The American Civil Liberties Union, ACLU of Montana, and Terrell Marshall Law Group filed a lawsuit on behalf of Eugene Mitchell, his wife Shayleen Meuchell, and their six-year-old daughter against private entities — bail bondsmen, bounty hunters and insurance companies — who profit off our country’s exploitative, for-profit bail system.
Eugene Mitchell and his wife Shayleen Meuchell were in bed with their then four-year-old daughter in the spring of 2017 when six bounty hunters from the Montana Civil Assistance Group broke down their front door. They charged into Mitchell and Meuchell’s bedroom wearing body armor and brandishing pistols and assault rifles to arrest Mitchell, who had inadvertently missed a court hearing a few days before for two misdemeanor charges: driving with a suspended license and failure to carry proof of insurance.
Driving with a suspended license is a misdemeanor, carrying a maximum penalty of $500 or six month’s incarceration. Failure to carry proof of insurance carries a maximum penalty of $350. In January 2017, Eugene’s bail was set at $1,670. He purchased his freedom from a bail bondsman, who called the bounty hunters to apprehend him when he accidentally missed his court date. Though the bail bondsman and bounty hunters are the face of this industry, the real enablers behind the industry’s exploitation are the giant insurance companies that back them, generating billions in profit at almost no risk. These corporations work with lobbying groups like the American Bail Coalition (ABC) and American Legislative Exchange Council (ALEC) to promote and pass bills that expand the role of for-profit bail, protect their bottom line, and drive the incentive structure that preys on poor people in this country.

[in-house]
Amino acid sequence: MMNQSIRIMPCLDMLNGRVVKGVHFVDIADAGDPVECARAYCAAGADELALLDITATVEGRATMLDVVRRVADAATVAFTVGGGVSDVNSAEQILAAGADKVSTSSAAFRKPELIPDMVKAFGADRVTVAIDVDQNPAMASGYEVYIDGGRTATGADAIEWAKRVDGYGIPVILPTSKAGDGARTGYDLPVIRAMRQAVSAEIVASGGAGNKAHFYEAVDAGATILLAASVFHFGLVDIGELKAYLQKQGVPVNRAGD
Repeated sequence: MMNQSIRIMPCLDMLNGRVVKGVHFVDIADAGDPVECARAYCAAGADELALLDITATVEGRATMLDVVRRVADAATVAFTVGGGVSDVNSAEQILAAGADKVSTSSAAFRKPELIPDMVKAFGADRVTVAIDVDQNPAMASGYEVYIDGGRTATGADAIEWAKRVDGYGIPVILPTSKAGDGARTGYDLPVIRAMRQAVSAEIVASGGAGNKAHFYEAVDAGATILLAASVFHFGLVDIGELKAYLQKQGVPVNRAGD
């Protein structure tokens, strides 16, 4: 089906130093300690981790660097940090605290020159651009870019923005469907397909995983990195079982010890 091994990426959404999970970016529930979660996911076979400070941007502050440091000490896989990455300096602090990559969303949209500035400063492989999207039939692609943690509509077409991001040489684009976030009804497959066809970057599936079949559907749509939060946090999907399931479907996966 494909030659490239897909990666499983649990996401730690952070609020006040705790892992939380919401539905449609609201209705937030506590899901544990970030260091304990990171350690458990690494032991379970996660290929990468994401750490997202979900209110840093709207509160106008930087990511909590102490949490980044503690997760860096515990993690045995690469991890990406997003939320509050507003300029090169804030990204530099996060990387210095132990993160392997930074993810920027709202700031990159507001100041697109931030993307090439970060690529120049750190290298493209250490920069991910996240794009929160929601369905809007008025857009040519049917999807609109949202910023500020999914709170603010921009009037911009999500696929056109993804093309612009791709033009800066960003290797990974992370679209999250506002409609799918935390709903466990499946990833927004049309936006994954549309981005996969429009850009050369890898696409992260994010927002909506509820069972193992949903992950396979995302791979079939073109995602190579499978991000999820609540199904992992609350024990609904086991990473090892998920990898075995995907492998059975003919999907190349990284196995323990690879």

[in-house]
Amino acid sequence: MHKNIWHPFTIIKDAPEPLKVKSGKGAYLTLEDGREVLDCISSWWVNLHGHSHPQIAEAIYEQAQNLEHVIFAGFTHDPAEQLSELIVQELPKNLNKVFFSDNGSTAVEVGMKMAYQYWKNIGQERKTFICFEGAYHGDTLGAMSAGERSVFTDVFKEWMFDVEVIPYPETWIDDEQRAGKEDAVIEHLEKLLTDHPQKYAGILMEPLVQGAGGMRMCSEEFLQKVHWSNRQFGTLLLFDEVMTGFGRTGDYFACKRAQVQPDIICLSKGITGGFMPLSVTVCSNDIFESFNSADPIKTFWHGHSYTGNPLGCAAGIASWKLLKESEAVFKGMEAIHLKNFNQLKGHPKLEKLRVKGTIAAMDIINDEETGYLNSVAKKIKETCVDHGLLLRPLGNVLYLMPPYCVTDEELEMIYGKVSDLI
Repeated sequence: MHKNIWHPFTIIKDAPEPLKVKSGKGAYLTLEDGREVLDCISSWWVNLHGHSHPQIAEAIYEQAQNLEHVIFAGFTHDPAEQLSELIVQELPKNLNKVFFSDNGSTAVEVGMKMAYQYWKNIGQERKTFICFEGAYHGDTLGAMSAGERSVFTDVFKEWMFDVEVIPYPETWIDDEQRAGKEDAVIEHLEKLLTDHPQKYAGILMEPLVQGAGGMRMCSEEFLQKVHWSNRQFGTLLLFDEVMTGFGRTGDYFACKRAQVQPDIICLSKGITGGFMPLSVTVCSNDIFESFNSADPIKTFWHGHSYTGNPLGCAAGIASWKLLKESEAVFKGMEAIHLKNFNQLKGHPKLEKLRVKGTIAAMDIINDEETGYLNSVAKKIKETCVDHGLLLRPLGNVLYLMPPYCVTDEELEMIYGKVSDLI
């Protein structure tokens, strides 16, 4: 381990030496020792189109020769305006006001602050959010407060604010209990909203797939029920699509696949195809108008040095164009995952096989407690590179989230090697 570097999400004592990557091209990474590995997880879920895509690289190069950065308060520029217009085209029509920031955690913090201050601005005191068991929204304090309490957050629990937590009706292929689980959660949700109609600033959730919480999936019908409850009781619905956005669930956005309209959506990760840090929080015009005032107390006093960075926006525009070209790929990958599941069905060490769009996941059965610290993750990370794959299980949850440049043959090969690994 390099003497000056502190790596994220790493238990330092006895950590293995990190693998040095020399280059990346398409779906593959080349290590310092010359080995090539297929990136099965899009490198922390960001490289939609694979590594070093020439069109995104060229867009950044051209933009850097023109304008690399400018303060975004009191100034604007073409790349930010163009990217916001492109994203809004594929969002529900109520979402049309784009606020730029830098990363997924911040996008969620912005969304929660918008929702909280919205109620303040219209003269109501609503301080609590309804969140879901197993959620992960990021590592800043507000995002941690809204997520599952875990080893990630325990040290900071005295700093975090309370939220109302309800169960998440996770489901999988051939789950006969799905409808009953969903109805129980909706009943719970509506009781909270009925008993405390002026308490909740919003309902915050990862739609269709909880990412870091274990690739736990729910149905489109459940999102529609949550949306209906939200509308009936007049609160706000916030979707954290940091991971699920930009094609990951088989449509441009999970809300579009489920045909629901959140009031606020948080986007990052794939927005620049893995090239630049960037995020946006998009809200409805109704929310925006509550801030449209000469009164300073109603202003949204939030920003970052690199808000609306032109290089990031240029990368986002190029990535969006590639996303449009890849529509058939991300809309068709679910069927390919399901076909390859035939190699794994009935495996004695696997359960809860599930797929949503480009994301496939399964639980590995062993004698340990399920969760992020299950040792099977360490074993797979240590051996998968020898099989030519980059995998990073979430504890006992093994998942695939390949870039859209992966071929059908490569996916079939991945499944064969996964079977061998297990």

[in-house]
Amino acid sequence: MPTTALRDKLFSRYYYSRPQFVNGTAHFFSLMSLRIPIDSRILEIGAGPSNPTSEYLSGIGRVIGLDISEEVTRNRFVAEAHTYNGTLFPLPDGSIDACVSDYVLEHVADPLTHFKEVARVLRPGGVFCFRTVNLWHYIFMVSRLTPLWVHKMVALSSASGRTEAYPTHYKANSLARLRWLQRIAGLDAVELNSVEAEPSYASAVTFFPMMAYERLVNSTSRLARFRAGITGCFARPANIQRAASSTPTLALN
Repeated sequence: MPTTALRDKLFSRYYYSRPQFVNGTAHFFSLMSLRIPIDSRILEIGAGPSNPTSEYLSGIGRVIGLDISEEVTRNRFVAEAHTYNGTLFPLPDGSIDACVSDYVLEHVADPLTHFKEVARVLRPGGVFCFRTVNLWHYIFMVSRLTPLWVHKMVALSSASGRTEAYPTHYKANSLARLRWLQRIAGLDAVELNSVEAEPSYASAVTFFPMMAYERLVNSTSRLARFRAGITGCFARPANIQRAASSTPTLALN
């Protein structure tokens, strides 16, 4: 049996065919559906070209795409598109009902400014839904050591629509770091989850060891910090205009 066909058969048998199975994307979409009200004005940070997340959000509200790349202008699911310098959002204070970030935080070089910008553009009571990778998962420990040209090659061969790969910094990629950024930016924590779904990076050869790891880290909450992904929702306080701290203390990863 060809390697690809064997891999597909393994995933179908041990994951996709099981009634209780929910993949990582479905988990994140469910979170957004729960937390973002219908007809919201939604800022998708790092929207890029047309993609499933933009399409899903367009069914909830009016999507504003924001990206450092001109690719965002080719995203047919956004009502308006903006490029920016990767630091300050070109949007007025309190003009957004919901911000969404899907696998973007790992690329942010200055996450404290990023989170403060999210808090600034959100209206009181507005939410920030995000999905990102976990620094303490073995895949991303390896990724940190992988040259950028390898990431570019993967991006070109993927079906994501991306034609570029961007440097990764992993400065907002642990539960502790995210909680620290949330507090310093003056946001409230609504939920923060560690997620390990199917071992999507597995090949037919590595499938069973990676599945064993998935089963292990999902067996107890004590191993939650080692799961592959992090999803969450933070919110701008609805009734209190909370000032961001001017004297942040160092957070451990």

The plaintiffs are bringing claims for assault, trespassing, false imprisonment, intentional and negligent infliction of emotional distress, as well as violations of the Racketeer Influenced and Corrupt Organizations Act (RICO) and the Montana Consumer Protection Act. This is ACLU’s first lawsuit against the private, for-profit bail industry.
Montana Court Voids Unconscionable Clauses in Bail ContractDecember 2, 2019
On December 2 the District Court for Montana declared provisions of a contract used by the insurance companies we sued void against public policy. This is an important preliminary victory. The contract is used by AIA and its bail agents in at least four other states including California and Texas. The order strikes down two portions of the contract: one, the “hold harmless” clause, which requires bail customers to hold the surety companies harmless and another that requires customers to waive all of their rights under federal law and state tort laws. Large bail insurers and their agents have been able to force people stuck in jail cells into lopsided contracts full of fine print. One piece of fine print essentially prevents consumers from taking the bail industry to court, because the individual consumer is liable for any damages or costs. Another provision requires consumers to outright surrender their legal rights. Those provisions are void and unenforceable per the court’s order from today. This is a welcome breakthrough in our work combating the for-profit bail industry.
Montana Court Allows RICO Claims to ProceedOctober 9, 2019
On October 9, 2019, the District Court for Montana denied a motion to dismiss with respect to all but one claim of our claims. Our RICO claims alleging that the bail industry – from underwriting insurers at the top, bonding company producers in the middle, and bounty hunting “enforcers” at the bottom – are allowed to proceed. In declaring this the court extended the possibility of liability all the way up to the bail insurance companies in a RICO scheme. To our knowledge, this is the first such order in the country
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District Court (D. Mont.)